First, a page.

66. 66. More JDBC Options • Stored procedures • Changing buffer size • Connection pooling • Hibernate/JPA and other ORM tools – See tutorials at coreservlets.com • JSP Standard Tag Library (JSTL) – Custom tags to hide JDBC details. • Some developers use JSTL to loop down the ResultSet. Disadvantage: ties presentation layer to JDBC. • Some developers use JSTL to actually do queries. Simple. Disadvantage: very inflexible and violates MVC principle.68
  67. 67. © 2012 Marty Hall Wrap-Up Customized Java EE Training: http://courses.coreservlets.com/Java, JSF 2, PrimeFaces, Servlets, JSP, Ajax, jQuery, Spring, Hibernate, RESTful Web Services, Hadoop, Android. Developed and taught by well-known author and developer. At public venues or onsite at your location.
  68. 68. JDBC and Derby References • Books – JDBC API Tutorial and Reference by Maydene Fisher, Jon Ellis, and Jonathan Bruce (Prentice Hall) – Expert Oracle JDBC Programming by R.M. Menon (APress) – JDBC Recipes: A Problem-Solution Approach by Mahmoud Parsian (APress) • Sun JDBC tutorial – http://java.sun.com/docs/books/tutorial/jdbc/ • Derby references – Derby beginner’s tutorial • http://db.apache.org/derby/papers/DerbyTut/ – Derby 10.4 manuals • http://db.apache.org/derby/manuals/index.html#docs_10.470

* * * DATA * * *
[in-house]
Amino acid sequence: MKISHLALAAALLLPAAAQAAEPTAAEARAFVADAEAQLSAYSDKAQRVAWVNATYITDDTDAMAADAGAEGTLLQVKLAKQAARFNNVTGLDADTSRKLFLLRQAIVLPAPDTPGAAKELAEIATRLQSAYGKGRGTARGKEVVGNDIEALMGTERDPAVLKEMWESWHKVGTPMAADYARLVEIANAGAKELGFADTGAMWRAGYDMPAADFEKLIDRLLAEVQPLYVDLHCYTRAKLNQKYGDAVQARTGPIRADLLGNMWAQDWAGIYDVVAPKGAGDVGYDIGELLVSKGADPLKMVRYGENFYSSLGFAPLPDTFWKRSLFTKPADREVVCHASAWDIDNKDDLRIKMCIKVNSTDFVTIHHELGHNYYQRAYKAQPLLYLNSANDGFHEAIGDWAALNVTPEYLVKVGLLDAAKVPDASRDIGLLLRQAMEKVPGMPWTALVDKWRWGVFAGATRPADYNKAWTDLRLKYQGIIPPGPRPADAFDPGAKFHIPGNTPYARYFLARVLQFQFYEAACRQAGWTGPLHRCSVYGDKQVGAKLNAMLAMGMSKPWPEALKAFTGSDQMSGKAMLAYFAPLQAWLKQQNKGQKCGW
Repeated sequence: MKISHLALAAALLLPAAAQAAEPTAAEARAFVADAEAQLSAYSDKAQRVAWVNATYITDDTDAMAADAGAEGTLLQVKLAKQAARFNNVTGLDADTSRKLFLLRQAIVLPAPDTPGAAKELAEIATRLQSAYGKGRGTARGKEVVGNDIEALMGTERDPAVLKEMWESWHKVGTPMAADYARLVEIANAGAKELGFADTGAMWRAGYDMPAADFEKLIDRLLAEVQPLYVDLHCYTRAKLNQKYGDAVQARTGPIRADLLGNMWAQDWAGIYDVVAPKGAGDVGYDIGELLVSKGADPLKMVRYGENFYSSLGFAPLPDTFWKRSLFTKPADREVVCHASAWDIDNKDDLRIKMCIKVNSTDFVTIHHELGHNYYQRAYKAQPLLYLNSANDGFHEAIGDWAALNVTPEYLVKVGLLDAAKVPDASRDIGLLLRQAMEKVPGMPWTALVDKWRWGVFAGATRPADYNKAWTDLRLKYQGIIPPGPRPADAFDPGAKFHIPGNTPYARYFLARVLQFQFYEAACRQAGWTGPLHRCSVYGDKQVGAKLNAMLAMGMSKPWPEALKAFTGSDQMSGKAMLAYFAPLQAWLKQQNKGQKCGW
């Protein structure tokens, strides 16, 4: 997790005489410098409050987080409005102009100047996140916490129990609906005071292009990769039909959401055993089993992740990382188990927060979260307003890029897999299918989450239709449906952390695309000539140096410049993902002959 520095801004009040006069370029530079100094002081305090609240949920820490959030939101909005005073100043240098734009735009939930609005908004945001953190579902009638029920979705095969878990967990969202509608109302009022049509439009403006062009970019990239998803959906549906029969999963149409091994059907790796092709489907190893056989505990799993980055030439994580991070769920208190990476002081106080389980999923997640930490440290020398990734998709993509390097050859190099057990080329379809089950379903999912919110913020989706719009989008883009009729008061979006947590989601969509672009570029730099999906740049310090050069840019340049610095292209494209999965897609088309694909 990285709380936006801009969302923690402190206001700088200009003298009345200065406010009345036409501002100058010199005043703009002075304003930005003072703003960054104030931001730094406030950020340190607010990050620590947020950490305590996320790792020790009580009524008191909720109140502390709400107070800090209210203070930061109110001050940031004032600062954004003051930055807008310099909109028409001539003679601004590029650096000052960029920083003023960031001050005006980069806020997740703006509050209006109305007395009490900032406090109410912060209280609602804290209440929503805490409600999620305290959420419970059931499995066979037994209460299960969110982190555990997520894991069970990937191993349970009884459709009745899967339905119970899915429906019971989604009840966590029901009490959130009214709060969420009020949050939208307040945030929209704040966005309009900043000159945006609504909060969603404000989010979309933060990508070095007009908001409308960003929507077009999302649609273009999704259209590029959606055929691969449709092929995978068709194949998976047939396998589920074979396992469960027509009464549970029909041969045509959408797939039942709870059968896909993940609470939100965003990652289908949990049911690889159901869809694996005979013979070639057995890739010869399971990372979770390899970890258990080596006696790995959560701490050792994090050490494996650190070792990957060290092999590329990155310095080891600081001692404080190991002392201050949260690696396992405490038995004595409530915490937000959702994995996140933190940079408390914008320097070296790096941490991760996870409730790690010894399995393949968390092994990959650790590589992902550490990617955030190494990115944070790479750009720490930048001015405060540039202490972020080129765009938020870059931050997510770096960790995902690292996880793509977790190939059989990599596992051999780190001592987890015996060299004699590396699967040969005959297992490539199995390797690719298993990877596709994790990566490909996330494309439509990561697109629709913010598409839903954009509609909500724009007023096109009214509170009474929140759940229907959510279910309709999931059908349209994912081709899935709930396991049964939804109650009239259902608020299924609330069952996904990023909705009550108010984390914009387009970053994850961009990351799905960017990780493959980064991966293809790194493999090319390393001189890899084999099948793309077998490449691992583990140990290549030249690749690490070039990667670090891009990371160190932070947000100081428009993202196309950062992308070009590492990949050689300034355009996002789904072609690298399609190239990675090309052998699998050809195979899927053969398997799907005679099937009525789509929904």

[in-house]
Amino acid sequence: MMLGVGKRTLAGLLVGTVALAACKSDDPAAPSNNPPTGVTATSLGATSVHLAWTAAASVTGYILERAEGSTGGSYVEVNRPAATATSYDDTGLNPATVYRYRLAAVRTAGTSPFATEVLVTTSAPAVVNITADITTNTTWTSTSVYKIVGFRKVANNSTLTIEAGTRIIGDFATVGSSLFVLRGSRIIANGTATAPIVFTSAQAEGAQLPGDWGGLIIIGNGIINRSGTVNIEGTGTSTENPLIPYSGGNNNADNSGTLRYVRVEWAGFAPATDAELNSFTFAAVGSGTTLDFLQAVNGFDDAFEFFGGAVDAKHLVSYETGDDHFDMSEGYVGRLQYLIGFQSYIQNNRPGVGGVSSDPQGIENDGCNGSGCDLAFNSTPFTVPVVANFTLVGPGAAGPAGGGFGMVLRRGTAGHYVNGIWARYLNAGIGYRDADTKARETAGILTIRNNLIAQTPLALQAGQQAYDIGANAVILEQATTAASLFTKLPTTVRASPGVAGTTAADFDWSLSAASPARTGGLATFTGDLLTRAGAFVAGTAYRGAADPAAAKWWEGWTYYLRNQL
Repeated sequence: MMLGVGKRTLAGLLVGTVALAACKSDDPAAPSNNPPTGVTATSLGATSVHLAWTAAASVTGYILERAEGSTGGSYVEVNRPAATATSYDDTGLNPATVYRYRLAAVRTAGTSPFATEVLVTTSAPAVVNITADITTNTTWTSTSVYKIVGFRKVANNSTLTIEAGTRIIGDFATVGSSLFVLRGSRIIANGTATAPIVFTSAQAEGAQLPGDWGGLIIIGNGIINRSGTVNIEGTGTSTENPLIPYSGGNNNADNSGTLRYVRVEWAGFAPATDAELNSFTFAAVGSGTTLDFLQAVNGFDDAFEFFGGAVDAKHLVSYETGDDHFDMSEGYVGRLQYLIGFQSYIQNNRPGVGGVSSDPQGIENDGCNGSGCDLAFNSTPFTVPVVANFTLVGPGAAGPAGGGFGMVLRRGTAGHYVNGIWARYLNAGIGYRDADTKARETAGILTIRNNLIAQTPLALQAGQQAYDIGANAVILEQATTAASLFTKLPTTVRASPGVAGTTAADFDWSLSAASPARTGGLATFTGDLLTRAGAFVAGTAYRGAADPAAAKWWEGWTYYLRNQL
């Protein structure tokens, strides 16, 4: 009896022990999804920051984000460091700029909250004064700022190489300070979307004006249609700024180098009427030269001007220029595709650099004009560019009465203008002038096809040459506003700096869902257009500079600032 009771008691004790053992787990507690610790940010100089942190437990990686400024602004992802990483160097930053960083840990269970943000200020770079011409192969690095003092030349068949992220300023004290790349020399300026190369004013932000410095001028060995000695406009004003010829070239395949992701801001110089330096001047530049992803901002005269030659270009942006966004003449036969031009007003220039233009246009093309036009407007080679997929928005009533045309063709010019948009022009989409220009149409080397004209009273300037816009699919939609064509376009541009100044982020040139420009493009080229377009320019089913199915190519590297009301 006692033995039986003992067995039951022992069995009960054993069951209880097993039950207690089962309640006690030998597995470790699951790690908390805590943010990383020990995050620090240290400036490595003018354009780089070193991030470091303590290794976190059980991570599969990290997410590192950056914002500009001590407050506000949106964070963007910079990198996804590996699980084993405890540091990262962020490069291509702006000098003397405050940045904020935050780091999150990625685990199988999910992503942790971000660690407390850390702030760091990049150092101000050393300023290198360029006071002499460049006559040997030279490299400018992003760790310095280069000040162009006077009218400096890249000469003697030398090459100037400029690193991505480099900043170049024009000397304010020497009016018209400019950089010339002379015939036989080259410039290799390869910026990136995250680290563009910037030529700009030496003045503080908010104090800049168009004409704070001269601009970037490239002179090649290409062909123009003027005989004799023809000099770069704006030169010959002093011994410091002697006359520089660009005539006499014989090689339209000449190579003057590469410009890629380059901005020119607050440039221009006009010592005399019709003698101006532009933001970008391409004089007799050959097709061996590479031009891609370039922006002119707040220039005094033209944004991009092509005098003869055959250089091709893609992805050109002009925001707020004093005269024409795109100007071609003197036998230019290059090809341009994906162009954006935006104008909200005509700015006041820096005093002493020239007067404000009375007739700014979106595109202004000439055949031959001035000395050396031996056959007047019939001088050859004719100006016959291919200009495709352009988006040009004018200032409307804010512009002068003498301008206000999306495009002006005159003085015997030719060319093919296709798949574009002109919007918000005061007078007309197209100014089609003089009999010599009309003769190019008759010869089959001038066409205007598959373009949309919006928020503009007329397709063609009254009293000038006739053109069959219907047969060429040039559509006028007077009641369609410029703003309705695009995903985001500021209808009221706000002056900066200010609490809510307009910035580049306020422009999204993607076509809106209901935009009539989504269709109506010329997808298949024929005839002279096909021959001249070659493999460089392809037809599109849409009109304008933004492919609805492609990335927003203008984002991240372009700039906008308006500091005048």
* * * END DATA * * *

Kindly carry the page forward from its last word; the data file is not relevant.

69. 69. Summary 1. Load the driver – Not required in Java 6; use Class.forName otherwise 2. Define the Connection URL – jdbc:vendor:blah (vendor gives exact format) 3. Establish the Connection – DriverManager.getConnection 4. Create a Statement object – connection.createStatement 5. Execute a query – statement.executeQuery 6. Process the results – Loop using resultSet.next() – Call getString, getInt, etc. 7. Close the connection71
  70. 70. © 2012 Marty Hall Questions? JSF 2, PrimeFaces, Java 7, Ajax, jQuery, Hadoop, RESTful Web Services, Android, Spring, Hibernate, Servlets, JSP, GWT, and other Java EE training. Customized Java EE Training: http://courses.coreservlets.com/Java, JSF 2, PrimeFaces, Servlets, JSP, Ajax, jQuery, Spring, Hibernate, RESTful Web Services, Hadoop, Android. Developed and taught by well-known author and developer. At public venues or onsite at your location.